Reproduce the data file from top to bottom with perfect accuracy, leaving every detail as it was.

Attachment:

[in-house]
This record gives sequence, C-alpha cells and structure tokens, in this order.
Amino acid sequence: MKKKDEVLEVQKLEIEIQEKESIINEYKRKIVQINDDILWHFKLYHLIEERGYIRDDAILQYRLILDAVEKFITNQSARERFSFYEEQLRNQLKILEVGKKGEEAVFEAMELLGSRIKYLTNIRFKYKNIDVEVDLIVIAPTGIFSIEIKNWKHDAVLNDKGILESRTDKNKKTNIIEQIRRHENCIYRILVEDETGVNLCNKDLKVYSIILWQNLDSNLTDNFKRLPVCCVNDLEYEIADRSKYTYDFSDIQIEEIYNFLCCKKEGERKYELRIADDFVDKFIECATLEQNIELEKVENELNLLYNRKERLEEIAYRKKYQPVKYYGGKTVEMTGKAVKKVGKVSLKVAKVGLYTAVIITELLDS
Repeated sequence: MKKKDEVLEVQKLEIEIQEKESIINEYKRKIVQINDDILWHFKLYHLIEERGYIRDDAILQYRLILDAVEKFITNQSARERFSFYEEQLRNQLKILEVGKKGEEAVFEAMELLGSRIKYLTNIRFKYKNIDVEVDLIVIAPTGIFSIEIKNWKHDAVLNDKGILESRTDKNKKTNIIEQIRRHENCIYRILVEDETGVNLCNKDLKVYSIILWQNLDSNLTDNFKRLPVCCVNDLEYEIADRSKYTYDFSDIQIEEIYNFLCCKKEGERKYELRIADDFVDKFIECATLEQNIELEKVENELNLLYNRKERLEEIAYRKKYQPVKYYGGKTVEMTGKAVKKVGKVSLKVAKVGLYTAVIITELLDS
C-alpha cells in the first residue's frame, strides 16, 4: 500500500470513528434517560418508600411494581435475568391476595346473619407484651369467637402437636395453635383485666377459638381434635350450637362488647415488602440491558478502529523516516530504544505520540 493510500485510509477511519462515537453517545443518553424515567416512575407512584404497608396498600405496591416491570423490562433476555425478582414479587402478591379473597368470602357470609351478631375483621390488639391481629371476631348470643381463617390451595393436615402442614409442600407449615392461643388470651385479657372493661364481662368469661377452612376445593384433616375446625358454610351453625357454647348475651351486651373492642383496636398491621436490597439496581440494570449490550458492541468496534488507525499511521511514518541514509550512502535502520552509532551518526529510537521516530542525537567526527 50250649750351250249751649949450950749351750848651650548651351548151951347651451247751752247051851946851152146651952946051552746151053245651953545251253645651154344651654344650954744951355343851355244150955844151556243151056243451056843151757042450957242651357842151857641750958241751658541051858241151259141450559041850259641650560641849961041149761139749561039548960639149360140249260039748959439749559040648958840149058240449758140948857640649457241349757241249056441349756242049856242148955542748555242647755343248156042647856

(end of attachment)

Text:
[in-house]
This record gives sequence, C-alpha cells and structure tokens, in this order.
Amino acid sequence: MKKKDEVLEVQKLEIEIQEKESIINEYKRKIVQINDDILWHFKLYHLIEERGYIRDDAILQYRLILDAVEKFITNQSARERFSFYEEQLRNQLKILEVGKKGEEAVFEAMELLGSRIKYLTNIRFKYKNIDVEVDLIVIAPTGIFSIEIKNWKHDAVLNDKGILESRTDKNKKTNIIEQIRRHENCIYRILVEDETGVNLCNKDLKVYSIILWQNLDSNLTDNFKRLPVCCVNDLEYEIADRSKYTYDFSDIQIEEIYNFLCCKKEGERKYELRIADDFVDKFIECATLEQNIELEKVENELNLLYNRKERLEEIAYRKKYQPVKYYGGKTVEMTGKAVKKVGKVSLKVAKVGLYTAVIITELLDS
Repeated sequence: MKKKDEVLEVQKLEIEIQEKESIINEYKRKIVQINDDILWHFKLYHLIEERGYIRDDAILQYRLILDAVEKFITNQSARERFSFYEEQLRNQLKILEVGKKGEEAVFEAMELLGSRIKYLTNIRFKYKNIDVEVDLIVIAPTGIFSIEIKNWKHDAVLNDKGILESRTDKNKKTNIIEQIRRHENCIYRILVEDETGVNLCNKDLKVYSIILWQNLDSNLTDNFKRLPVCCVNDLEYEIADRSKYTYDFSDIQIEEIYNFLCCKKEGERKYELRIADDFVDKFIECATLEQNIELEKVENELNLLYNRKERLEEIAYRKKYQPVKYYGGKTVEMTGKAVKKVGKVSLKVAKVGLYTAVIITELLDS
C-alpha cells in the first residue's frame, strides 16, 4: 500500500470513528434517560418508600411494581435475568391476595346473619407484651369467637402437636395453635383485666377459638381434635350450637362488647415488602440491558478502529523516516530504544505520540 493510500485510509477511519462515537453517545443518553424515567416512575407512584404497608396498600405496591416491570423490562433476555425478582414479587402478591379473597368470602357470609351478631375483621390488639391481629371476631348470643381463617390451595393436615402442614409442600407449615392461643388470651385479657372493661364481662368469661377452612376445593384433616375446625358454610351453625357454647348475651351486651373492642383496636398491621436490597439496581440494570449490550458492541468496534488507525499511521511514518541514509550512502535502520552509532551518526529510537521516530542525537567526527 50250649750351250249751649949450950749351750848651650548651351548151951347651451247751752247051851946851152146651952946051552746151053245651953545251253645651154344651654344650954744951355343851355244150955844151556243151056243451056843151757042450957242651357842151857641750958241751658541051858241151259141450559041850259641650560641849961041149761139749561039548960639149360140249260039748959439749559040648958840149058240449758140948857640649457241349757241249056441349756242049856242148955542748555242647755343248156042647856